Love is a romantic comedy-drama involving four couples. Vince Vaughn is nowhere in sight, so you know it can’t be a Valentine’s Day offering from the Western world.
It tries though. It tries.
Based loosely on the 2003 British comedy Love Actually, the Chinese film is a tangled web of heartstrings involving an ambitious would-be filmmaker, a beautiful movie star and her swain, a moonstruck waiter, along with a handsome businessman and a single mother.
All the couples are youthful and slender. And their problems, romance-movie formula stuff. Mark (Mark Chao) runs into a fractious single mom, Jin Xiaoye (Zhao Wei) in Beijing. They meet cute, as they say in Hollywood, with Mark giving Jin a boost over a fence. She falls, breaks a leg. His fault, she claims. Later, they’re officially introduced at a celebration and come out of their corners fighting, surprising all in attendance.
Mark reluctantly helps mom out of a jam, pretending to be her husband to coax a little boy from a tree. The kid doesn’t believe they’re married however. “Kiss her to prove it,” he tells Mark.
The businessman goes along with the charade. The kid still doesn’t buy it. “Kiss her like they do on TV,” he insists.
Cue the soundtrack, a lightly strummed guitar. Mark and Jin kiss and are at once rapturously smitten.
The scene serves as a neat summary of Love, as every love story here is very much like they do it on Western TV and in movies.
And just like in Hollywood films, where love stories are so interested in better homes and gardens that you could sometimes swear they were made by real-estate agents, Love is very much an upscale lifestyle experience.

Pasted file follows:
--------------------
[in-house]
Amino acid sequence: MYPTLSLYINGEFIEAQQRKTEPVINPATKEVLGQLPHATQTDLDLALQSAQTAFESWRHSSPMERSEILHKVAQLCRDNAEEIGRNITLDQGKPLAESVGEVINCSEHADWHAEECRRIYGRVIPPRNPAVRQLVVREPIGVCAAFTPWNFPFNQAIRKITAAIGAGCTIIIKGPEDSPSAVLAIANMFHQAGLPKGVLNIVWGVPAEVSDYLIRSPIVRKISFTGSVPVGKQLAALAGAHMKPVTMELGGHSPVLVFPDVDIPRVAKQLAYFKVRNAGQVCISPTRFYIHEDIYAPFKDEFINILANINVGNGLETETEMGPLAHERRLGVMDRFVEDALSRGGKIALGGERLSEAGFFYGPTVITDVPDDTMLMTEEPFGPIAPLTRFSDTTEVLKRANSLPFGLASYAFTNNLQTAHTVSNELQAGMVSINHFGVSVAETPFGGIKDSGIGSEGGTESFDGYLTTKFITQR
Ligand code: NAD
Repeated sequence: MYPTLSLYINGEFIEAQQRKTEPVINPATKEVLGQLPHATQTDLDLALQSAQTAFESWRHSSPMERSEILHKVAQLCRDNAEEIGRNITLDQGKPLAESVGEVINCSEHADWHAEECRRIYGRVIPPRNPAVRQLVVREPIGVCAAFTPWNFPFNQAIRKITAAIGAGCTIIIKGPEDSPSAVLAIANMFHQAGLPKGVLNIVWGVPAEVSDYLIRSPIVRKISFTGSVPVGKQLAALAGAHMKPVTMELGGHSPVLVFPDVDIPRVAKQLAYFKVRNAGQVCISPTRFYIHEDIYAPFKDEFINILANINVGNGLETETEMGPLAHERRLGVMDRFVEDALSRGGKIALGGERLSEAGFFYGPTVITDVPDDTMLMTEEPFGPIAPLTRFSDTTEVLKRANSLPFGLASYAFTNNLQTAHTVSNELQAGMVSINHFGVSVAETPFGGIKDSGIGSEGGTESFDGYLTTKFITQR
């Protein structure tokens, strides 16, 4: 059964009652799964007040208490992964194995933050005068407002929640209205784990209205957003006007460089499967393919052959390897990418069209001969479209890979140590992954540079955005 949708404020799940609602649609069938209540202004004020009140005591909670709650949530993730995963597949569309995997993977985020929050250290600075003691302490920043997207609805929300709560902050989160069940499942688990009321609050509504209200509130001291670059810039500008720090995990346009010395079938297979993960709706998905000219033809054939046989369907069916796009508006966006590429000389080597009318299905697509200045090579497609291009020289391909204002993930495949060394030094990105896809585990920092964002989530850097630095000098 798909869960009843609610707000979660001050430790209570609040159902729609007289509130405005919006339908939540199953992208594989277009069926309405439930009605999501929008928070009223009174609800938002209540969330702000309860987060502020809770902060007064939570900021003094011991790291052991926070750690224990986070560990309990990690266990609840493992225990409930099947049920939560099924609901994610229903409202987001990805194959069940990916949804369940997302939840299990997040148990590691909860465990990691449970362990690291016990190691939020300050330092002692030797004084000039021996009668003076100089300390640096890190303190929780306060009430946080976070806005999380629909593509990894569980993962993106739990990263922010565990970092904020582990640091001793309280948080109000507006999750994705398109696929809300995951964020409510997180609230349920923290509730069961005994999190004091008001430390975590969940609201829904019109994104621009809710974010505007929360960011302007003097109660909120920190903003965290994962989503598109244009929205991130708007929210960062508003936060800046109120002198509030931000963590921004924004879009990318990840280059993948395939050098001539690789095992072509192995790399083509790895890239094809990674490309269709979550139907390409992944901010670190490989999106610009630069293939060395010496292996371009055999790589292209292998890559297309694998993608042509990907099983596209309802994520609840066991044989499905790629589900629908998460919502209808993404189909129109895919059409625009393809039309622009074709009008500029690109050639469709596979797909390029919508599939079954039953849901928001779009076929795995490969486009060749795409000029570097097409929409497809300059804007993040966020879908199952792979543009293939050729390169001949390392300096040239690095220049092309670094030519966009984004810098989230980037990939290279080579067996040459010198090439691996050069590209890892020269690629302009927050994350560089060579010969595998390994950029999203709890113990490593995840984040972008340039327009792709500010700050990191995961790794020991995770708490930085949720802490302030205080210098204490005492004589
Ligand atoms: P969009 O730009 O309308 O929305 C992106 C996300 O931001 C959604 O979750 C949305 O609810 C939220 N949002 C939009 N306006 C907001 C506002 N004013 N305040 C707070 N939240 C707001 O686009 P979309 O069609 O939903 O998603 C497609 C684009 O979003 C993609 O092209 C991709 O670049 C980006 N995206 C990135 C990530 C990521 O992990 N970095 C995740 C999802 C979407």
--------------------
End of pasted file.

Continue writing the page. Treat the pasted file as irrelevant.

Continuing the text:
Characters traipse in and out of luxurious apartments and homes. And everyone is working out – running, cycling, bowling. Spending money, too.
At one point, the movie star (Shu Qi) and her filthy rich fiancé (Doze Niu) are at a sumptuous eatery. “Blind taste test,” he announces, introducing the wine, “Five bottles are 1982 Bordeaux – two are Right Bank and three are Left Bank, that’s all I can say. Loser pays the bill.”
Someone then walks in and harrumphs, “You know how many African villagers can live on the bill you pay tonight?”
Bourgeois guilt! Yes, China is really turning into a middle-class country.
China’s film audiences are mad for film romance, apparently. This coming year will see the release of Hundred Percent Kiss, I Do, Love in the Buff, Love Lifting, Marry a Perfect Man, Repeat, I Love You and Romancing in Thin Air.
Vince Vaughn’s agent should note that the country already has its own romcom stars – although they’re not all necessarily homegrown. Mark Chao is a Taiwanese-Canadian actor who graduated from the University of Victoria.
- Directed by Doze Niu
- Written by Doze Niu and Li-ting Tseng
- Starring Shu Qi, Zhao Wei, Mark Chao, Eddie Peng, and Doze Niu
- Classification: PG
Special to The Globe and Mail